Tag Archives: Georgie

Resurrecting the Blog

Whatever happened to that evangelism blog? Wasn’t it called Good News for Toronto … or something like that? It was, it still is; in fact, it has been resurrected!

My last post was in March of 2010 (yikes! … it was  year of Sabbath rest!). Lots has happened since. Caleb was born (Dec 4, 2010) – Georgie and I love him so much!!! Praise be to God for such kindness to us! I served as Pastor of Lakeview Baptist Church for a year! And well … lots of other stuff too.

Something really cool just happened a couple of weeks ago. My dear brothers and sisters at the Grace Fellowship Church plant in Don Mills hired me to help in the work of establishing the Church! Georgie and I have long-standing friendships with many of them so we are very humbled to receive this mercy – this opportunity to walk in the works that God has prepared for us here (Eph 2.10).

My beloved brother Julian Freeman has invited me to c0-labour with him in the Gospel! I am so thankful to God for him … and I am deeply humbled by this opportunity to assist him. I am so thankful for his friendship and the gift he is to me and to Christ’s Church. May God be pleased to use GFC Don Mills for the praise of his mercy! May God work through us to save many sinners – that they might taste and see that the Lord is good.

My first day on the streets spreading the Gospel of the kingdom was this past Saturday (Don Mills & Lawrence bus stops and surrounding area) … posts coming soon!

The Importance of Praying for Open Doors

This post was written by my good friend Peter N. He is a faithful man who loves Christ. I asked him to write this post after watching him faithfully evangelize at a restaurant this past weekend. I have learned much from him and I hope you will too. In this post he shares the story of what happened while attending my highschool alumni basketball game. This story serves as a great reminder of the importance of praying for open doors (and also attempting to turn conversations toward Christ). I trust you will profit from reading it.

Unexpected turn of events

This past Saturday, I had the opportunity to join Steve F., John M., Paul M., and Georgie M. to a yearly alumni basketball game in Listowel, Ontario, where they grew up and went to high school. The players were made up of past and present students of Listowel District Secondary School who played basketball. After the game, the tradition is to eat dinner at a particular restaurant. I had personally not planned on attending this event, but in God’s sovereignty I went along with them.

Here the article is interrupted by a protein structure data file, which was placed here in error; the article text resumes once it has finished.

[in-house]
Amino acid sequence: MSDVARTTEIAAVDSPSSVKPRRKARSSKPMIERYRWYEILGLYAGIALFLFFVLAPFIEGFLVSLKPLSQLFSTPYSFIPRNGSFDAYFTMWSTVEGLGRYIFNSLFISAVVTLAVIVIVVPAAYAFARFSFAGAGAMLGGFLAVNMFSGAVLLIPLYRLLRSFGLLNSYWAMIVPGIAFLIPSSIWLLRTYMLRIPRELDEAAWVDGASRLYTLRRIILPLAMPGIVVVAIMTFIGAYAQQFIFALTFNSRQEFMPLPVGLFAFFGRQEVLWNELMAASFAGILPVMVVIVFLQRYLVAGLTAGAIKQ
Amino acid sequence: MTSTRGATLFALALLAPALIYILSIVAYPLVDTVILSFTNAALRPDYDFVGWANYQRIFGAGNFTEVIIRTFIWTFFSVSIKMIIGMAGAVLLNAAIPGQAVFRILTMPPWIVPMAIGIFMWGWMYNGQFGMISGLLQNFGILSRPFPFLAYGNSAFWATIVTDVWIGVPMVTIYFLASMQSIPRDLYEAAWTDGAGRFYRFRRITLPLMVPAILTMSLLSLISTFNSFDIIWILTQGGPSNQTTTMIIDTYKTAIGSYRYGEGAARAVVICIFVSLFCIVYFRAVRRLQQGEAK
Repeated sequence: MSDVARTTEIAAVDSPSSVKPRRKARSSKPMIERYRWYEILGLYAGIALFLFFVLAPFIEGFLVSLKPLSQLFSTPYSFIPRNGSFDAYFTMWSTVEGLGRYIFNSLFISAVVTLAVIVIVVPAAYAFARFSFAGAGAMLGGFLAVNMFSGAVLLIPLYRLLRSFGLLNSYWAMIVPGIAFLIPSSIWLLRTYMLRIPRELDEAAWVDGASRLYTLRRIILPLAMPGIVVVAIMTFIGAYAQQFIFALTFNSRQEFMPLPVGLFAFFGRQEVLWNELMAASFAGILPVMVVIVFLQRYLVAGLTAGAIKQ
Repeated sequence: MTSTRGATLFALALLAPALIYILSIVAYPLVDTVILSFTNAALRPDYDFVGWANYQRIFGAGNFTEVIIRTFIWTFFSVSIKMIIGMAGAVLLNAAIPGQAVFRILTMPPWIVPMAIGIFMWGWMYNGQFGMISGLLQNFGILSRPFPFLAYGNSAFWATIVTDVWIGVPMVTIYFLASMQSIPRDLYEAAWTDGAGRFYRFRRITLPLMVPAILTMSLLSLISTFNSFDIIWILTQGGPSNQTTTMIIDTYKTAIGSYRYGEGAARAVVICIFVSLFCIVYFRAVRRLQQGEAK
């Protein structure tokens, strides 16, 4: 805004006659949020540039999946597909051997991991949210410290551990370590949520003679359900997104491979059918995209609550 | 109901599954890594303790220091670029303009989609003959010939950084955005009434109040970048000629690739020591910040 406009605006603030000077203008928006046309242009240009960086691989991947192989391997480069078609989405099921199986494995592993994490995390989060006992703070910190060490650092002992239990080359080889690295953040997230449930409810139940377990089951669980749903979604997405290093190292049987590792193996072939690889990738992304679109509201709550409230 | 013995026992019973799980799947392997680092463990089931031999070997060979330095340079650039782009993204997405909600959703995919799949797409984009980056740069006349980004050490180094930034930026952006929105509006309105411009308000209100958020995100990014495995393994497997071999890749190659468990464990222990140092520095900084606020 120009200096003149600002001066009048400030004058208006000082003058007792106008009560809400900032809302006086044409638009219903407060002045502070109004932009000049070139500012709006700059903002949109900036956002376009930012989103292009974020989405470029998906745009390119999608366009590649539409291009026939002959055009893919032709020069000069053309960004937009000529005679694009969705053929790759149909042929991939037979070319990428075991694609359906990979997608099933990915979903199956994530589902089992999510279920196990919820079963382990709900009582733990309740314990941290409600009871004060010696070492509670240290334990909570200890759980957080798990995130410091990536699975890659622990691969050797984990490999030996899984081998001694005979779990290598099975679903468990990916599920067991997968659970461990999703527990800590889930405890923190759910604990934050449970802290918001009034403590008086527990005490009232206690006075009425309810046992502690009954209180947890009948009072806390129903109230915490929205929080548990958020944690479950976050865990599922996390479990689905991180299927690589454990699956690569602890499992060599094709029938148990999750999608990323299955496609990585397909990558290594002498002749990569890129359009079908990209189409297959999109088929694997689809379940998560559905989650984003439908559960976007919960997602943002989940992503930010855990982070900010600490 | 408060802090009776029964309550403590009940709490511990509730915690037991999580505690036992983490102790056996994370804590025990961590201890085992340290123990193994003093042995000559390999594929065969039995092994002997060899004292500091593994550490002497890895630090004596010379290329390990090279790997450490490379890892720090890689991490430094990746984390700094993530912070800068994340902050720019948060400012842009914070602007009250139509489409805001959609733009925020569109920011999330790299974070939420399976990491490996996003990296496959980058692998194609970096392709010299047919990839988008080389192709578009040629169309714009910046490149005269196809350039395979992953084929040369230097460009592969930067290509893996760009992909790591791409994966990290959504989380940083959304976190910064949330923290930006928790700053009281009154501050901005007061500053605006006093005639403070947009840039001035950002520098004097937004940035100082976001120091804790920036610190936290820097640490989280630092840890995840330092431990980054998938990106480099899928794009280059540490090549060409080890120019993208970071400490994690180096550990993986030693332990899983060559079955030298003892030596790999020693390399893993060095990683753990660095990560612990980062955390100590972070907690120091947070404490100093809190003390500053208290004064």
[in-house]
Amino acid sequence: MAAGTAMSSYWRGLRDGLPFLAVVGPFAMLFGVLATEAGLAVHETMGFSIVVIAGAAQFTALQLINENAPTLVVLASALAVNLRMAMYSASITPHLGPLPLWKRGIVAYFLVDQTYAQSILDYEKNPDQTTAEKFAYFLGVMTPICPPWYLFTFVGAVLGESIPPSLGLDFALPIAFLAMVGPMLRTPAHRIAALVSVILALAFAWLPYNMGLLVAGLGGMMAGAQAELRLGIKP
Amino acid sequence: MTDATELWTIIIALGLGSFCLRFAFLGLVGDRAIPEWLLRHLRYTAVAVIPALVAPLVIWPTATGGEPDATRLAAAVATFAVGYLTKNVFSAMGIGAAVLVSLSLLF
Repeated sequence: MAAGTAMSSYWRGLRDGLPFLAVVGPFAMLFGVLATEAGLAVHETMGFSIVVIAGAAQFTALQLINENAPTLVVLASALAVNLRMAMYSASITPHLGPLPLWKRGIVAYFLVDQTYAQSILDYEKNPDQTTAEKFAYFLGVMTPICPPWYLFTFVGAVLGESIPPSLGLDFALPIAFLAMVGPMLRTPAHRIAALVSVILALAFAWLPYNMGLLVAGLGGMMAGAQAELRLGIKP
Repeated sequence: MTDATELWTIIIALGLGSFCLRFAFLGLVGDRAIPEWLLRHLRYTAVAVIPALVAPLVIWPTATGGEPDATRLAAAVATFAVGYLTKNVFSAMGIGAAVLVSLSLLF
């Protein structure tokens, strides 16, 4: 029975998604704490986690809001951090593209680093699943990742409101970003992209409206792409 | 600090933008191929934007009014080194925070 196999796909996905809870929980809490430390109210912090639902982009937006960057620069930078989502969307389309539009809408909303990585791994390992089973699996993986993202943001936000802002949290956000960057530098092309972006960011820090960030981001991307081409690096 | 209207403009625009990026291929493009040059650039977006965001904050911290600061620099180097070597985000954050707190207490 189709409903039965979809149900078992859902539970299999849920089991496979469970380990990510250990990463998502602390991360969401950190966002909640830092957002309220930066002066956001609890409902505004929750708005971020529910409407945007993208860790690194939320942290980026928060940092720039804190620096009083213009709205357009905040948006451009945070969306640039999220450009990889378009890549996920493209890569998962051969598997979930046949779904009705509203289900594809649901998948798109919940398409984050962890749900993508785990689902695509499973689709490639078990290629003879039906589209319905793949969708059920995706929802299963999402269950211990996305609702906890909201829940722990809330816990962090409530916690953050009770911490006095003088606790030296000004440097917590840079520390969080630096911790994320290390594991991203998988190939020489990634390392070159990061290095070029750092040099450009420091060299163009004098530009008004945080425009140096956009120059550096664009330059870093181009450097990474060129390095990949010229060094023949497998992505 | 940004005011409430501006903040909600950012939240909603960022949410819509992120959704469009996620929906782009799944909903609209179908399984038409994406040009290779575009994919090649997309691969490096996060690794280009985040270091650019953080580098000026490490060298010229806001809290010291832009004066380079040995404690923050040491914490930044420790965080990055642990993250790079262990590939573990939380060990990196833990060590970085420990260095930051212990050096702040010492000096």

Praying for open doors

Paul M. had prayed before the game for evangelistic opportunities throughout the day. Once again the five of us prayed before dinner in the car for doors to open to share the gospel during dinner. The Lord answered us.

Discerning the situation

We entered the restaurant and only three of the players were already seated, T, S, and K. Once seated next to them we began to engage in small talk with the three who were there, snacking on peanuts and waiting for others to arrive. Others began to arrive while I was intentionally probing the three to see if a conversation would develop where the gospel could be presented. Nothing seemed to be going anywhere with K and T (they were not that talkative), but I began to have a conversation with S (who was quite talkative), asking about his work, life, and family.

The Lord opens the door

By this time, most had arrived, were seated, and we had ordered our food. As I continued to ask S about his family he mentioned his sister on an exchange program in another country. He remarked how she would come back next year “guaranteed.” That word struck me, guaranteed. “There really are no guarantees in life,” I thought. I proceeded to say that to him hoping that it would lead to a spiritual conversation. Thankfully, it did. He responded by asserting that if there are no guarantees in life, how can that statement be a guarantee? He was right. But the statement is still true from a human perspective. We as humans can make no guarantees apart from the promises of God. In that sense there are no guarantees in life. I asked him, “What do you think happens to you when you die?” That began an hour-long dialogue between him, Paul M., John M., and me.